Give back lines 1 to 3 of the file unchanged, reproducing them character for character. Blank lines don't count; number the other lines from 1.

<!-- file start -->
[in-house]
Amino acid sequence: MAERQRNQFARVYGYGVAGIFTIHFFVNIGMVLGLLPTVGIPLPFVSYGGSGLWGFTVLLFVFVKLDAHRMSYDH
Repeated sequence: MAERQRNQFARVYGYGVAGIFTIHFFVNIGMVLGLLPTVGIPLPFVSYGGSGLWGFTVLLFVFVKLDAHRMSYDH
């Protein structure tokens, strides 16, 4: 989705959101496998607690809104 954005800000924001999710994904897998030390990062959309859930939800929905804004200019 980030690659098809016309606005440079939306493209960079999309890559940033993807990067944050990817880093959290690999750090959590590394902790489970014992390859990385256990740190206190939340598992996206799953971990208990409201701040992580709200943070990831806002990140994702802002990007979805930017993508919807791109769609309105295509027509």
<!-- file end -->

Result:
[in-house]
Amino acid sequence: MAERQRNQFARVYGYGVAGIFTIHFFVNIGMVLGLLPTVGIPLPFVSYGGSGLWGFTVLLFVFVKLDAHRMSYDH
Repeated sequence: MAERQRNQFARVYGYGVAGIFTIHFFVNIGMVLGLLPTVGIPLPFVSYGGSGLWGFTVLLFVFVKLDAHRMSYDH